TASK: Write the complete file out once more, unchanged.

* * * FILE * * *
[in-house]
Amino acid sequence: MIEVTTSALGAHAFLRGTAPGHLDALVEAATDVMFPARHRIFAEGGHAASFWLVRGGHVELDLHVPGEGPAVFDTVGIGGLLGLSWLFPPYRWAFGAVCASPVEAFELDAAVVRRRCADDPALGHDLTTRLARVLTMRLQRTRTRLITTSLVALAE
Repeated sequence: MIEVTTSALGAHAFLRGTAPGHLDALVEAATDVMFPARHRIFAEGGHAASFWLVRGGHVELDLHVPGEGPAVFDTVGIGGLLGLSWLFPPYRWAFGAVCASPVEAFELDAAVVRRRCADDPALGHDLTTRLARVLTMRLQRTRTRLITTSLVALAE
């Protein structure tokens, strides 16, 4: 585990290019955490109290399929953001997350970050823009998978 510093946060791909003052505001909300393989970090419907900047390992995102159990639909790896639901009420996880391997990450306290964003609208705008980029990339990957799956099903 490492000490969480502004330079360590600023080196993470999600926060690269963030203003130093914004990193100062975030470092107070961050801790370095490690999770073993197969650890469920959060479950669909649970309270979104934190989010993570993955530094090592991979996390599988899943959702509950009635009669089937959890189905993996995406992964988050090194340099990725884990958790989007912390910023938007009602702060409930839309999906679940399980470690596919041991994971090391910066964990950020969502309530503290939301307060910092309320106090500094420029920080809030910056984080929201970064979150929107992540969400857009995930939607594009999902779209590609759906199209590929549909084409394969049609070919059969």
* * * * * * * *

[in-house]
Amino acid sequence: MIEVTTSALGAHAFLRGTAPGHLDALVEAATDVMFPARHRIFAEGGHAASFWLVRGGHVELDLHVPGEGPAVFDTVGIGGLLGLSWLFPPYRWAFGAVCASPVEAFELDAAVVRRRCADDPALGHDLTTRLARVLTMRLQRTRTRLITTSLVALAE
Repeated sequence: MIEVTTSALGAHAFLRGTAPGHLDALVEAATDVMFPARHRIFAEGGHAASFWLVRGGHVELDLHVPGEGPAVFDTVGIGGLLGLSWLFPPYRWAFGAVCASPVEAFELDAAVVRRRCADDPALGHDLTTRLARVLTMRLQRTRTRLITTSLVALAE
């Protein structure tokens, strides 16, 4: 585990290019955490109290399929953001997350970050823009998978 510093946060791909003052505001909300393989970090419907900047390992995102159990639909790896639901009420996880391997990450306290964003609208705008980029990339990957799956099903 490492000490969480502004330079360590600023080196993470999600926060690269963030203003130093914004990193100062975030470092107070961050801790370095490690999770073993197969650890469920959060479950669909649970309270979104934190989010993570993955530094090592991979996390599988899943959702509950009635009669089937959890189905993996995406992964988050090194340099990725884990958790989007912390910023938007009602702060409930839309999906679940399980470690596919041991994971090391910066964990950020969502309530503290939301307060910092309320106090500094420029920080809030910056984080929201970064979150929107992540969400857009995930939607594009999902779209590609759906199209590929549909084409394969049609070919059969």